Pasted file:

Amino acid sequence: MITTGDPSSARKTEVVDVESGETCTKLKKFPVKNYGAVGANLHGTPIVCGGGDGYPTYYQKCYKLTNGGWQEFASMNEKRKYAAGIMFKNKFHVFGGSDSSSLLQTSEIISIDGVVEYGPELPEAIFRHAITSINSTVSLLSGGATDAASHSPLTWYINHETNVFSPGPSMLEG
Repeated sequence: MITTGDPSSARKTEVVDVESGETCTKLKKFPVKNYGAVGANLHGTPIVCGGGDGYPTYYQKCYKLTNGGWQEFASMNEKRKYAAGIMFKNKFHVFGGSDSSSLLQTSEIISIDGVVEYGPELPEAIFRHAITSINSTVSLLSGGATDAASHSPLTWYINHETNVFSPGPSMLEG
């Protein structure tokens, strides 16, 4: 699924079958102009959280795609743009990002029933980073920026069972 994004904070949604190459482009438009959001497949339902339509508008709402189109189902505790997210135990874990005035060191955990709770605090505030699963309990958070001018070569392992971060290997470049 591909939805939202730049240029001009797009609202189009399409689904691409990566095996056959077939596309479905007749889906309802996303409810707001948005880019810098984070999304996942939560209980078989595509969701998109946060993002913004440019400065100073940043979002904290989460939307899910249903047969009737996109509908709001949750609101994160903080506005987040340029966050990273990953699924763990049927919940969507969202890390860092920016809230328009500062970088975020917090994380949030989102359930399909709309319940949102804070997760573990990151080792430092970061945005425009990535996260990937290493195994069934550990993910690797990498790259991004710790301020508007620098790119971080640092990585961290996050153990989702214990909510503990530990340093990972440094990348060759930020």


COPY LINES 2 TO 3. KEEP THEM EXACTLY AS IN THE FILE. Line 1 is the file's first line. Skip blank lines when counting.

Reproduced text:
Repeated sequence: MITTGDPSSARKTEVVDVESGETCTKLKKFPVKNYGAVGANLHGTPIVCGGGDGYPTYYQKCYKLTNGGWQEFASMNEKRKYAAGIMFKNKFHVFGGSDSSSLLQTSEIISIDGVVEYGPELPEAIFRHAITSINSTVSLLSGGATDAASHSPLTWYINHETNVFSPGPSMLEG
């Protein structure tokens, strides 16, 4: 699924079958102009959280795609743009990002029933980073920026069972 994004904070949604190459482009438009959001497949339902339509508008709402189109189902505790997210135990874990005035060191955990709770605090505030699963309990958070001018070569392992971060290997470049 591909939805939202730049240029001009797009609202189009399409689904691409990566095996056959077939596309479905007749889906309802996303409810707001948005880019810098984070999304996942939560209980078989595509969701998109946060993002913004440019400065100073940043979002904290989460939307899910249903047969009737996109509908709001949750609101994160903080506005987040340029966050990273990953699924763990049927919940969507969202890390860092920016809230328009500062970088975020917090994380949030989102359930399909709309319940949102804070997760573990990151080792430092970061945005425009990535996260990937290493195994069934550990993910690797990498790259991004710790301020508007620098790119971080640092990585961290996050153990989702214990909510503990530990340093990972440094990348060759930020």